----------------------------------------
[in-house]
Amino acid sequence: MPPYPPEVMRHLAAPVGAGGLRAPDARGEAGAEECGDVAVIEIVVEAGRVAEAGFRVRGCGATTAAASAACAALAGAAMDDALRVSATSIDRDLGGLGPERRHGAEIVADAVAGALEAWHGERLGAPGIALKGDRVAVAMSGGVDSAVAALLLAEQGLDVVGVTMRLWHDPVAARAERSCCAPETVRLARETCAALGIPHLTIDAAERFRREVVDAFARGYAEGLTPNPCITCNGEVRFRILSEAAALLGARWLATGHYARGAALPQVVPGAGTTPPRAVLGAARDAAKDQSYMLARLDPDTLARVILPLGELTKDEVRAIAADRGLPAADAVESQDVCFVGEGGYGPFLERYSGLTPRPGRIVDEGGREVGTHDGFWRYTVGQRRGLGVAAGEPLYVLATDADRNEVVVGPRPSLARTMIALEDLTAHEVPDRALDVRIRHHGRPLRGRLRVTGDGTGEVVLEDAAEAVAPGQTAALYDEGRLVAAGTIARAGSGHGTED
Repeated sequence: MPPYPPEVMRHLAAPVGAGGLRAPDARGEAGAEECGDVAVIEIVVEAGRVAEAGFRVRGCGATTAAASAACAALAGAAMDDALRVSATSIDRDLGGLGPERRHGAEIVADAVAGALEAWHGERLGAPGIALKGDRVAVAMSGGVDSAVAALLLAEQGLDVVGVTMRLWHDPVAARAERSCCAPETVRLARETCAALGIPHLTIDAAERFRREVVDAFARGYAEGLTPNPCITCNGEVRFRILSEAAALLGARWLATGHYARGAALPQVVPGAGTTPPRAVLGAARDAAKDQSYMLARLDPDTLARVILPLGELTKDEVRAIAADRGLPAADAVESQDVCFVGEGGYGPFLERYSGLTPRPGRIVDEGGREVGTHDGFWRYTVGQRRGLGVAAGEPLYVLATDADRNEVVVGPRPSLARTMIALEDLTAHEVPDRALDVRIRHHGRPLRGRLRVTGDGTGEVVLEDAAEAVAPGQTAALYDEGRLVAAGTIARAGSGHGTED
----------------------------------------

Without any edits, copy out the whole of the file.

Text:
[in-house]
Amino acid sequence: MPPYPPEVMRHLAAPVGAGGLRAPDARGEAGAEECGDVAVIEIVVEAGRVAEAGFRVRGCGATTAAASAACAALAGAAMDDALRVSATSIDRDLGGLGPERRHGAEIVADAVAGALEAWHGERLGAPGIALKGDRVAVAMSGGVDSAVAALLLAEQGLDVVGVTMRLWHDPVAARAERSCCAPETVRLARETCAALGIPHLTIDAAERFRREVVDAFARGYAEGLTPNPCITCNGEVRFRILSEAAALLGARWLATGHYARGAALPQVVPGAGTTPPRAVLGAARDAAKDQSYMLARLDPDTLARVILPLGELTKDEVRAIAADRGLPAADAVESQDVCFVGEGGYGPFLERYSGLTPRPGRIVDEGGREVGTHDGFWRYTVGQRRGLGVAAGEPLYVLATDADRNEVVVGPRPSLARTMIALEDLTAHEVPDRALDVRIRHHGRPLRGRLRVTGDGTGEVVLEDAAEAVAPGQTAALYDEGRLVAAGTIARAGSGHGTED
Repeated sequence: MPPYPPEVMRHLAAPVGAGGLRAPDARGEAGAEECGDVAVIEIVVEAGRVAEAGFRVRGCGATTAAASAACAALAGAAMDDALRVSATSIDRDLGGLGPERRHGAEIVADAVAGALEAWHGERLGAPGIALKGDRVAVAMSGGVDSAVAALLLAEQGLDVVGVTMRLWHDPVAARAERSCCAPETVRLARETCAALGIPHLTIDAAERFRREVVDAFARGYAEGLTPNPCITCNGEVRFRILSEAAALLGARWLATGHYARGAALPQVVPGAGTTPPRAVLGAARDAAKDQSYMLARLDPDTLARVILPLGELTKDEVRAIAADRGLPAADAVESQDVCFVGEGGYGPFLERYSGLTPRPGRIVDEGGREVGTHDGFWRYTVGQRRGLGVAAGEPLYVLATDADRNEVVVGPRPSLARTMIALEDLTAHEVPDRALDVRIRHHGRPLRGRLRVTGDGTGEVVLEDAAEAVAPGQTAALYDEGRLVAAGTIARAGSGHGTED